This piece was reprinted by OpEdNews with permission or license. It may not be reproduced in any form without permission or license from the source.
America Facing Depression and Bankruptcy - by Stephen Lendman
Long-time economic, political and market analyst Bob Chapman publishes the International Forecaster, offering incisive analysis absent through mainstream sources, especially important now given America's deepening economic crisis getting harder to conceal as evidence mounts.
His August 25 issue says the following:
"Twenty countries (including America) are headed into bankruptcy and more will follow. That brings up the subject of state debt in the US. America has been in an inflationary depression for 18 months. States have been cutting back for two years," but still face huge budget gaps required to be closed....2011 will be a terrible year (with) 80% of states expect(ing) deficits of more than $200 billion. 2012 looks even worse." Most worrisome, "there is no recovery and there never has been....the US economy and financial system is comatose." The worst is yet to come and will hit hard on arrival.
On August 24, economist David Rosenberg said, "Now (I'll) tell you why this is a depression, and not just some garden-variety recession," what he's been repeating for months unlike few others, corporate analysts claiming the fall 2007 downturn "ended sometime last year." Not so, it's deepened, growing evidence providing more clarity.
Offering a historical perspective, Rosenberg said the Great Depression wasn't marked by declining GDP each quarter. The 1929 - 33 recession lasted four years, followed by recovery and another "deep downturn" in 1937 - 38.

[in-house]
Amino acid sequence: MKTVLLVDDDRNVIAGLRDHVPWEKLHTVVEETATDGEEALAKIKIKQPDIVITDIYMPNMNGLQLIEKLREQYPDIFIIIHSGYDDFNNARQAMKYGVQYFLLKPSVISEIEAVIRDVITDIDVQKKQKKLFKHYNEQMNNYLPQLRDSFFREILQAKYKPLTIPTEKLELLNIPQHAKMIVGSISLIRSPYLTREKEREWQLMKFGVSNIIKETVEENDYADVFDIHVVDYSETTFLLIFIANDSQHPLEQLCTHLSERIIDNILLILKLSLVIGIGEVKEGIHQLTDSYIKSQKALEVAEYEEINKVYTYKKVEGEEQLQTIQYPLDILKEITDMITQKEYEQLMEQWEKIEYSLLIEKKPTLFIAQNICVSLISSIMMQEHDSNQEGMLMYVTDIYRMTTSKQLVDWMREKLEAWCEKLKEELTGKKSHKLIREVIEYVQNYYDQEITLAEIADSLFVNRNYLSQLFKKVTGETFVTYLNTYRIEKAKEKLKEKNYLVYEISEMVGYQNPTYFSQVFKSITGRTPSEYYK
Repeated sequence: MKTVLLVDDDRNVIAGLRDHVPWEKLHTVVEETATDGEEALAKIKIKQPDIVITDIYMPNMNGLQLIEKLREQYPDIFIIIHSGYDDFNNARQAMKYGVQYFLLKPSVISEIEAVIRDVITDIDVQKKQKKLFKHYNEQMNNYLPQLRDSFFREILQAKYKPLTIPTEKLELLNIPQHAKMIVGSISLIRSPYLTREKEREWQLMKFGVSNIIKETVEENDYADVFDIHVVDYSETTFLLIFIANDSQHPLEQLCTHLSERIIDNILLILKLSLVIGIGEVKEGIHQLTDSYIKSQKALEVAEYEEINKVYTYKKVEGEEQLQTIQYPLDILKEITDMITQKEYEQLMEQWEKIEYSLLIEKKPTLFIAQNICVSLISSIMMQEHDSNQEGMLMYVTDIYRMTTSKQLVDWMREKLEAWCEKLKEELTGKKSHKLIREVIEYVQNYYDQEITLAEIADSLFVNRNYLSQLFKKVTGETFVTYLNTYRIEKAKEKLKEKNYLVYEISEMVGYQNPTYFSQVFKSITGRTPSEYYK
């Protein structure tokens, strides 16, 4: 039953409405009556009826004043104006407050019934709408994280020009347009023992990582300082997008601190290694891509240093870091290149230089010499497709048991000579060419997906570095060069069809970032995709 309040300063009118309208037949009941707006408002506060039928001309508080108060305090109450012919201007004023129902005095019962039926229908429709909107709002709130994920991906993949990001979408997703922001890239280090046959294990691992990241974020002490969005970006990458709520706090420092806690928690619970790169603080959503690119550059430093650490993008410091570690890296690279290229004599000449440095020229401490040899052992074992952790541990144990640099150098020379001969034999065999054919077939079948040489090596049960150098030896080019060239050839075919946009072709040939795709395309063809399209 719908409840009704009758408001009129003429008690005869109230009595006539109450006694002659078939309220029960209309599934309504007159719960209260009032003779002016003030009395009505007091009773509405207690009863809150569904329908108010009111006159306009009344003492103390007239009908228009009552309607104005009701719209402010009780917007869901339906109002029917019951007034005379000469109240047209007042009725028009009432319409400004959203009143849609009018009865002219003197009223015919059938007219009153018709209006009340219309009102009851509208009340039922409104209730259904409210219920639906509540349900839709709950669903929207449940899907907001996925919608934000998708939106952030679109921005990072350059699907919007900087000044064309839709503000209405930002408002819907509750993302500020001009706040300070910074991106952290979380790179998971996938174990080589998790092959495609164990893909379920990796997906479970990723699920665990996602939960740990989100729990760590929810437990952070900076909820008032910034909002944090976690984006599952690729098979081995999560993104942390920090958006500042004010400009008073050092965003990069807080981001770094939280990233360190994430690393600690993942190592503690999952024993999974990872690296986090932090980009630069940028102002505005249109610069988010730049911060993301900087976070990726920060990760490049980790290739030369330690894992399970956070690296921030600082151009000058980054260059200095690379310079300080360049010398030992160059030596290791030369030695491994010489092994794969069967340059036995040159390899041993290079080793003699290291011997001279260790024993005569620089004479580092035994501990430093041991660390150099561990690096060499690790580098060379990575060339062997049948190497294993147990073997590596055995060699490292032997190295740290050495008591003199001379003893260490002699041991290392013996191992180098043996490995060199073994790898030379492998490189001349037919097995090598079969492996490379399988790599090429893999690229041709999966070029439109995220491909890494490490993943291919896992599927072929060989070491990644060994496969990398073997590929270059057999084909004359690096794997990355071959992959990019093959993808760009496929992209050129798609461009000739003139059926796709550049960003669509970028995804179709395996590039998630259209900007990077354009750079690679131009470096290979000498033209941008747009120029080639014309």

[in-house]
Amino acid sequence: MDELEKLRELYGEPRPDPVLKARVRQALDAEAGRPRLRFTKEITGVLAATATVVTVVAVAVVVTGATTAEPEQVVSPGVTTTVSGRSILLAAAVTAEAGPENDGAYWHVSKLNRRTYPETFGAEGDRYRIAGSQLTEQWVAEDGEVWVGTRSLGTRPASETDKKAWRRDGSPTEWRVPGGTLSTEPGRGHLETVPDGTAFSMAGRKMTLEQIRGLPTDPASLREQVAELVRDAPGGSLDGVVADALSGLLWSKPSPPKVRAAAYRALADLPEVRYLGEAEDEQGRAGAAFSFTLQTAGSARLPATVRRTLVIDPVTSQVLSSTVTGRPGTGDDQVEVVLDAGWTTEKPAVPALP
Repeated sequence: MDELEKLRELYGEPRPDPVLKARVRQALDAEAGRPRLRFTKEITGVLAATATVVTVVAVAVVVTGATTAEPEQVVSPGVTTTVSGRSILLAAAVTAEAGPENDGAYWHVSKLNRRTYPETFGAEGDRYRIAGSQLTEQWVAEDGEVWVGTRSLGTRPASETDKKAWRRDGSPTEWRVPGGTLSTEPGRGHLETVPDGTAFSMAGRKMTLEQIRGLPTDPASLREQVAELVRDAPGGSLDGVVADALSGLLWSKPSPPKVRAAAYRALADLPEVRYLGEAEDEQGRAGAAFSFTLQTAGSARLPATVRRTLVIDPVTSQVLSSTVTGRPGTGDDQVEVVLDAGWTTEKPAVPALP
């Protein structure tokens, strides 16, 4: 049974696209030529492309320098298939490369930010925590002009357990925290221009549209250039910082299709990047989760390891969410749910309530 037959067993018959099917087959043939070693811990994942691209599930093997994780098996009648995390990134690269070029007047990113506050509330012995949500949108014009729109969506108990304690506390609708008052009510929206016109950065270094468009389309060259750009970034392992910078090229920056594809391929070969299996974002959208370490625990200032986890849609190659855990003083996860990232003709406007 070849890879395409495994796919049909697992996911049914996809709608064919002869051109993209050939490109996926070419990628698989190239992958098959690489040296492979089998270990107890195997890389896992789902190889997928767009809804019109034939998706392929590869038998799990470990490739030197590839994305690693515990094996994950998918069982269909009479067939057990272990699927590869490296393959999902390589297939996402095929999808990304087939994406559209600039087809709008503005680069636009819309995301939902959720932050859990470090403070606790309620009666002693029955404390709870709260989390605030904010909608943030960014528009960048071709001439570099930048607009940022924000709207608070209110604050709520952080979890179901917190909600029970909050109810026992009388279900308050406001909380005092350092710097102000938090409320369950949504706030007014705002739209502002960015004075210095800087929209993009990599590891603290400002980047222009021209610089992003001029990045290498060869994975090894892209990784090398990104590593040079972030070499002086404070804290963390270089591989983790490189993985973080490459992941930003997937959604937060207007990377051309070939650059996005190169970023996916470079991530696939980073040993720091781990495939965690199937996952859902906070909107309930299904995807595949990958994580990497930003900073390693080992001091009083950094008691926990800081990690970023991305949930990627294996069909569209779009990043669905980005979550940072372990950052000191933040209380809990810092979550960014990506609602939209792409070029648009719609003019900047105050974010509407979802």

During the first one, "there were no fewer than six - six! - quarterly bounces in GDP data," averaging 8% at an annual rate, accompanied by sharp market increases, then declines confirming false positives. So "guess what? We may be reliving history (now). If you're keeping score, we have recorded four quarterly advances in real GDP," averaging only 3%. The late 1930s reversal showed "how fragile the post-bubble recovery really was," a faux one again repeated in a weaker economy now than then, one headed for serious trouble ahead, harming millions more Americans as a result.
The Fed cut interest rates to near zero with no effect, at best buying time, resolving nothing. "Then the Fed tripled the size of its balance sheet - again with little sustained impetus to a broken financial system."
(Note: You can view every article as one long page if you sign up as an Advocate Member, or higher).